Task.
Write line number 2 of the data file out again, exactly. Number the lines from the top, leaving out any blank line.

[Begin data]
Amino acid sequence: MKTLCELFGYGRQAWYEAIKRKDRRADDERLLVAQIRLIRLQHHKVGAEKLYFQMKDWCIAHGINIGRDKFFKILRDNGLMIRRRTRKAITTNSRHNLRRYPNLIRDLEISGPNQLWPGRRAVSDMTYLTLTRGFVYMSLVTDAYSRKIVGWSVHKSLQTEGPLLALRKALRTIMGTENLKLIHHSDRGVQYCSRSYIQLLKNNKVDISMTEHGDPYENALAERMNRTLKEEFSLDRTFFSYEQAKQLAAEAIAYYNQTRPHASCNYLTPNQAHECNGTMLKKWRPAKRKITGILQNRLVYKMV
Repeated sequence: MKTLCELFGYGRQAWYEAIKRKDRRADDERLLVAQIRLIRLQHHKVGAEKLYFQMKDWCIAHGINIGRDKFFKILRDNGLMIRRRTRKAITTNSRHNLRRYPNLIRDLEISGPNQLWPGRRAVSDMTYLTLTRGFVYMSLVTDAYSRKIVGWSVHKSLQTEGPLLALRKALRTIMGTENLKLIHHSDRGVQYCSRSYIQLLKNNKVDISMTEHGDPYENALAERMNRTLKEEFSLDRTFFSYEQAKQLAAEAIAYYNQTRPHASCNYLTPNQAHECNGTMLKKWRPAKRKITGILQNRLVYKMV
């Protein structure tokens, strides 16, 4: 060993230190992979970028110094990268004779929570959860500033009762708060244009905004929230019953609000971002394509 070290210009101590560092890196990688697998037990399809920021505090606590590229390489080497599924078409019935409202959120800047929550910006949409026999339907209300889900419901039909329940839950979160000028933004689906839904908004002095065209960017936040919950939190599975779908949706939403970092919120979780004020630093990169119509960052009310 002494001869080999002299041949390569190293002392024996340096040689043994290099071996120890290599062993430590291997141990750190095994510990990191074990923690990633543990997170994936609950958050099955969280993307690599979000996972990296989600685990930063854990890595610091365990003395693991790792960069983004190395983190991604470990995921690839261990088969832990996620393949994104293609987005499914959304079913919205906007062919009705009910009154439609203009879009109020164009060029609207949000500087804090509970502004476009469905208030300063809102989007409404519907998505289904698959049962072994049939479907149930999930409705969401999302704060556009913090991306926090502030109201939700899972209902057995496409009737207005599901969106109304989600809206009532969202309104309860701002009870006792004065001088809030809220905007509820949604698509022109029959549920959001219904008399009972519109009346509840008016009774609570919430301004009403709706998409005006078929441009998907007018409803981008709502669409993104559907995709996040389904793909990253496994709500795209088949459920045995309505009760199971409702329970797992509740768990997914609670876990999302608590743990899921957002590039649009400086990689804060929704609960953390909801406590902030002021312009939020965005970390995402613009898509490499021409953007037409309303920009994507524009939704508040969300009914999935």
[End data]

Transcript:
Repeated sequence: MKTLCELFGYGRQAWYEAIKRKDRRADDERLLVAQIRLIRLQHHKVGAEKLYFQMKDWCIAHGINIGRDKFFKILRDNGLMIRRRTRKAITTNSRHNLRRYPNLIRDLEISGPNQLWPGRRAVSDMTYLTLTRGFVYMSLVTDAYSRKIVGWSVHKSLQTEGPLLALRKALRTIMGTENLKLIHHSDRGVQYCSRSYIQLLKNNKVDISMTEHGDPYENALAERMNRTLKEEFSLDRTFFSYEQAKQLAAEAIAYYNQTRPHASCNYLTPNQAHECNGTMLKKWRPAKRKITGILQNRLVYKMV